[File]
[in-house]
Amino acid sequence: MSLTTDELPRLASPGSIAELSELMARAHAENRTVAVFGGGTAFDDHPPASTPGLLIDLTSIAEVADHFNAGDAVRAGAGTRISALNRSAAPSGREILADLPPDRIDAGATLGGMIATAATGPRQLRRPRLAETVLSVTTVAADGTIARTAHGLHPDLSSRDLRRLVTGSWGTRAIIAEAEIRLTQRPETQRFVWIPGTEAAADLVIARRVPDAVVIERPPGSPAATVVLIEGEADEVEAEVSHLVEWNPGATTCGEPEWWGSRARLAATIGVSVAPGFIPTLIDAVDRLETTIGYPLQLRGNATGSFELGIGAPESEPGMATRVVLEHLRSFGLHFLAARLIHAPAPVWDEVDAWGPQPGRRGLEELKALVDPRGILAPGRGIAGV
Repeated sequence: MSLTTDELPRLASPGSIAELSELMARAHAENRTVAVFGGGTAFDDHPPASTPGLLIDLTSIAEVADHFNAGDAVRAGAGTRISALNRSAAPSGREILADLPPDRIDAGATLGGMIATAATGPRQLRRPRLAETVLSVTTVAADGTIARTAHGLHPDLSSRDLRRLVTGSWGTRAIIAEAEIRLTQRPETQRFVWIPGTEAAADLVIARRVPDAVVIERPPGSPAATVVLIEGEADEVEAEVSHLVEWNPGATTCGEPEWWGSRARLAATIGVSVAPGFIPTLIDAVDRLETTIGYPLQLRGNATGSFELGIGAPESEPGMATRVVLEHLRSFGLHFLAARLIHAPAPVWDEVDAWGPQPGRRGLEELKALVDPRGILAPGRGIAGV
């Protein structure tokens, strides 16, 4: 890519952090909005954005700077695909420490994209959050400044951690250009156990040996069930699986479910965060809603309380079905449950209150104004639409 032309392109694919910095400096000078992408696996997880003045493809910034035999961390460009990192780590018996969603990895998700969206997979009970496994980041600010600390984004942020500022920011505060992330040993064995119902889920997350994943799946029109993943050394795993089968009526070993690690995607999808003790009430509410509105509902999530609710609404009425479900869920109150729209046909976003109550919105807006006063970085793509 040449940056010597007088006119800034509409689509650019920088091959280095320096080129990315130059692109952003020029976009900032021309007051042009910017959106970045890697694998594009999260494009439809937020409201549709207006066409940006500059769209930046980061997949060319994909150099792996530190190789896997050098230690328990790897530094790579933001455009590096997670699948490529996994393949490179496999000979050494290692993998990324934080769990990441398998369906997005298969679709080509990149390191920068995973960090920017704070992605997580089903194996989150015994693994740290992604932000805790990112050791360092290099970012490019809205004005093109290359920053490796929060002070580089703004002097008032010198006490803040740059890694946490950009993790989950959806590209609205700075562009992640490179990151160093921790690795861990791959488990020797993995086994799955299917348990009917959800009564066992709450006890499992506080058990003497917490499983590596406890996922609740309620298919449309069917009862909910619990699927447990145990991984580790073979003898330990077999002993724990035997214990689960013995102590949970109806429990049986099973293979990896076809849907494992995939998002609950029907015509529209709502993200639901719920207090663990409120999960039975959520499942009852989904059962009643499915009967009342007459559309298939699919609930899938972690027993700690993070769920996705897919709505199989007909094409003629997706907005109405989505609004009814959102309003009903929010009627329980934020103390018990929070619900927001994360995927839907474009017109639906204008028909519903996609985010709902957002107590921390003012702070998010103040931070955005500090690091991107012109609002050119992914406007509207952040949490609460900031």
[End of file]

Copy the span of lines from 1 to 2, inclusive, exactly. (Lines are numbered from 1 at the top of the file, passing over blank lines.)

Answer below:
[in-house]
Amino acid sequence: MSLTTDELPRLASPGSIAELSELMARAHAENRTVAVFGGGTAFDDHPPASTPGLLIDLTSIAEVADHFNAGDAVRAGAGTRISALNRSAAPSGREILADLPPDRIDAGATLGGMIATAATGPRQLRRPRLAETVLSVTTVAADGTIARTAHGLHPDLSSRDLRRLVTGSWGTRAIIAEAEIRLTQRPETQRFVWIPGTEAAADLVIARRVPDAVVIERPPGSPAATVVLIEGEADEVEAEVSHLVEWNPGATTCGEPEWWGSRARLAATIGVSVAPGFIPTLIDAVDRLETTIGYPLQLRGNATGSFELGIGAPESEPGMATRVVLEHLRSFGLHFLAARLIHAPAPVWDEVDAWGPQPGRRGLEELKALVDPRGILAPGRGIAGV